10 Reasons the Los Angeles Dodgers Will Bounce Back in 2012

Marcelo VillaFeatured Columnist IIIDecember 13, 2011

10 Reasons the Los Angeles Dodgers Will Bounce Back in 2012

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    2011 was a rough year for the boys in blue both on and off the field. The team itself finished just three games over .500 but the real trouble lingered in the front office. An ugly divorce and bankruptcy mess turned the organization into a media circus. At one point fans were so fed up with Dodgers owner Frank McCourt they began boycotting the team altogether.

    It seemed as though things couldn't get any worse for the Dodgers, that is until their cross-town rivals made a huge splash in the free agency market with the signings of Albert Pujols and C.J. Wilson. The Los Angeles Angels of Anaheim signed both players to a combined total of $331.5 million. Now it couldn't possibly get any worse for the Dodgers. With no owner and little money for big name players, it seemed as though the rival Angels would take control over baseball in LA.

    However, 2012 signifies a fresh start for the Dodgers and their fans. 2012 will be a bounce back season and here are 10 reasons why:

1. Bye Bye Frank

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    First and foremost, Frank McCourt will no longer be the owner of the LA Dodgers. That in itself is a huge sigh of relief for the team and for fans. McCourt's personal problems were a huge distraction to the team last season. Who knew that divorce could bring down an entire organization?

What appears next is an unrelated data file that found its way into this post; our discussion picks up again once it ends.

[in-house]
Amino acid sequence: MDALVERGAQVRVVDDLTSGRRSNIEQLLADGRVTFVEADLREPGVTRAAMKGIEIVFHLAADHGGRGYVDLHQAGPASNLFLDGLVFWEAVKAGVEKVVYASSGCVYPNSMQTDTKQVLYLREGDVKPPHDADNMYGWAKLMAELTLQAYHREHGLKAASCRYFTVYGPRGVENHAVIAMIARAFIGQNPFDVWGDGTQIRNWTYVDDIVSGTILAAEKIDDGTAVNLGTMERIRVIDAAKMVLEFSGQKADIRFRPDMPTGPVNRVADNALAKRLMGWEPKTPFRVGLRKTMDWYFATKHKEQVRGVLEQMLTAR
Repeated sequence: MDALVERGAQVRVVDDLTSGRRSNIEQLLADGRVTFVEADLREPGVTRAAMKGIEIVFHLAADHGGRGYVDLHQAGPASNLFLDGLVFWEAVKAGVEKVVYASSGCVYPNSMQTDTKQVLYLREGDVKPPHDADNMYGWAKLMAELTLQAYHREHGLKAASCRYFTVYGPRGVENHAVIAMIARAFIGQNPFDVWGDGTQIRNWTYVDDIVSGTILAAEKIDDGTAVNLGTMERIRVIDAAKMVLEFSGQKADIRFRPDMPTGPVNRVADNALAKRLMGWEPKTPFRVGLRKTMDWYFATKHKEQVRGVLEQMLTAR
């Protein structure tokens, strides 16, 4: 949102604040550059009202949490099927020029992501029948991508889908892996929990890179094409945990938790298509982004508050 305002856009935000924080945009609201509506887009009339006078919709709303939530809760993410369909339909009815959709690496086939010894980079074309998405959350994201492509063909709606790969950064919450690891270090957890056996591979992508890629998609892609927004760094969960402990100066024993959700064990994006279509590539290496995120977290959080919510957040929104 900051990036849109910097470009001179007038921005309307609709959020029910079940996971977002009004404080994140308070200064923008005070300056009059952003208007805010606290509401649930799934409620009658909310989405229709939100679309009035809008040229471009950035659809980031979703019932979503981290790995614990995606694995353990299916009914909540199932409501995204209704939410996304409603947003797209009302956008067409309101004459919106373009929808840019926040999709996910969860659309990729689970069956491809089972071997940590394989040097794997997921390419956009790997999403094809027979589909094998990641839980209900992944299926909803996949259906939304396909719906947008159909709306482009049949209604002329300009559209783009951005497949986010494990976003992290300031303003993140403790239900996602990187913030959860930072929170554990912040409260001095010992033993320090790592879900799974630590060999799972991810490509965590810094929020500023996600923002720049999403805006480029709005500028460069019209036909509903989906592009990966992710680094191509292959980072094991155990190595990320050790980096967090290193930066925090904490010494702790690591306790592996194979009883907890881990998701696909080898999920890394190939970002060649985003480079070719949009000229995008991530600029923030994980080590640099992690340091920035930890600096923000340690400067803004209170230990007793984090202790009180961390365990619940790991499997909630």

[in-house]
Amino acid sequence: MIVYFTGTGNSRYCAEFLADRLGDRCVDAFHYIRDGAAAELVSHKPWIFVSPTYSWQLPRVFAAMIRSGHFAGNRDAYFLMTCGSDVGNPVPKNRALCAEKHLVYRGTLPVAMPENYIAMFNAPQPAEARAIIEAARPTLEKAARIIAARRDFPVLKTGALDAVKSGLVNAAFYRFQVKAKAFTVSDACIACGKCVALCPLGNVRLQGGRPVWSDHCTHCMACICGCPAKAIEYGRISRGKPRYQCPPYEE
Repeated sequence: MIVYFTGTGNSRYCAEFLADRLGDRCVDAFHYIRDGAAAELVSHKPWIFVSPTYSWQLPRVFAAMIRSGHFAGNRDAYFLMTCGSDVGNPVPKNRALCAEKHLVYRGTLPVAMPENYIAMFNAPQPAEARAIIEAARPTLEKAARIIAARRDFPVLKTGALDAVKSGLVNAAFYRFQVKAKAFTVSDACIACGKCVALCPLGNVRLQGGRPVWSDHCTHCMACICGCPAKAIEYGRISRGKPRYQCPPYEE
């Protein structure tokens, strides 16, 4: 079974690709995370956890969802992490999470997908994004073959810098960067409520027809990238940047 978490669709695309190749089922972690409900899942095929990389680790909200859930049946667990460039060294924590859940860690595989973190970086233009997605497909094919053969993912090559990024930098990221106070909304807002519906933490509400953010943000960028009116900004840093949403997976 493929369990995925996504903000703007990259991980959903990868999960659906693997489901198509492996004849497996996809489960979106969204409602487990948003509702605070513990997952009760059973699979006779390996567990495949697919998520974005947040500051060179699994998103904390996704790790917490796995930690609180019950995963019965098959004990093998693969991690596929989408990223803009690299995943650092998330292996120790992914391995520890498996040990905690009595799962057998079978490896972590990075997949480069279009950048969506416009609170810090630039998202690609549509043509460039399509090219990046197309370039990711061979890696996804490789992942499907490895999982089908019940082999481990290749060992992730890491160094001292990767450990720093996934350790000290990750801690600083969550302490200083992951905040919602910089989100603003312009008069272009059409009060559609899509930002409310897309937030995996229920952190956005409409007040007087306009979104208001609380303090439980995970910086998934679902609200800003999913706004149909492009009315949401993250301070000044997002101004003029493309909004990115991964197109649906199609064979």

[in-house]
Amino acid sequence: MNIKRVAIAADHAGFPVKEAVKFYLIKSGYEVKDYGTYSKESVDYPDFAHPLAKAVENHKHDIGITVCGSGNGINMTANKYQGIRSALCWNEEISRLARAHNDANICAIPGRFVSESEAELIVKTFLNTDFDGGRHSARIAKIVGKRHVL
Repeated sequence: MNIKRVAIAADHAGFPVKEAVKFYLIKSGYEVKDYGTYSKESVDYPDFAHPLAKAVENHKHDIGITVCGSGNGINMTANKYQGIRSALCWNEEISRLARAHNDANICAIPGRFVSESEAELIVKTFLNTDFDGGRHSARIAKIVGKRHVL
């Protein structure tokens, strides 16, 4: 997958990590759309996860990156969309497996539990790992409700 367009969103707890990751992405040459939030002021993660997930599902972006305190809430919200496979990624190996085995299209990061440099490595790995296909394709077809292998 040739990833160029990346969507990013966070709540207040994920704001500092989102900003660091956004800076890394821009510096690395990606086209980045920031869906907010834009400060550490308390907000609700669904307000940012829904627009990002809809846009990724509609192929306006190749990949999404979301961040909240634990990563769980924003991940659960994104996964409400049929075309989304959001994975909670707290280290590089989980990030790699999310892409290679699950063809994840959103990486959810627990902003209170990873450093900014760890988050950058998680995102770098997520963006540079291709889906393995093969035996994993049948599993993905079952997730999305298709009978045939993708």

Then, to top it all off, McCourt tried to keep the team's financial woes a complete secret. Major League Baseball was shocked to hear that the team was heading for bankruptcy. One can only wonder as to what went wrong but it's no surprise as to who took the blame for the dilemma.

    Rumors have already begun as to who will take over the Dodgers next. Magic Johnson, Mark Cuban and Larry King are just a few of the celebrity names being tossed around. No matter who takes over the team next season, it's clear that they'll do a far better job than McCourt and kick start the organization's recovery.

2. Matt Kemp

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    After the 2011 season finally came to an end the Dodgers made signing Matt Kemp to a contact extension their top priority. Kemp signed a franchise record eight-year, $160 million deal to stay in LA and produce offense for a team that ranked near the bottom in runs and slugging percentage.

    2011 was a breakout season for Kemp who won multiple awards including a Gold Glove, a Silver Slugger, and the Hank Aaron award. The star outfielder was even acknowledged for a shot at the National League Most Valuable Player Award but came in at a close second in the voting to Milwaukee Brewers outfielder Ryan Braun. Kemp's career has only gotten better since he made his major league debut in 2006 and the sky's the limit for his potential in the near future. Kemp's presence already makes the Dodgers a better team in 2012.

3. Clayton Kershaw

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    The reigning NL Cy Young winner will most likely start the 2012 season where he left off. Last season Kershaw pitched his way to an NL Triple Crown by leading the league in strikeouts, wins, and earned run average. The 23-year-old hasn't missed a beat since he made his debut in 2008, and it doesn't look like he'll be slowing down anytime soon.

    Kershaw gives the Dodgers a work-horse on the mound and a sure-fire ace in the pitching rotation. More importantly, Kershaw gives the Dodgers a chance against the division rival San Francisco Giants. During the 2011 season Kershaw posted a 5-0 record over the Giants and out-pitched two-time NL Cy Young winner Tim Lincecum on two occasions. Kershaw's success is crucial to the Dodgers season and experts believe he's on the path for an encore.

4. Donnie Baseball

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    Because of all the drama off the field, Dodgers manager Don Mattingly didn't really get a chance to shine with his team. Mattingly had a lot on his plate during 201, but this time around he should feel a lot more comfortable about the situation in LA. No distractions, just baseball.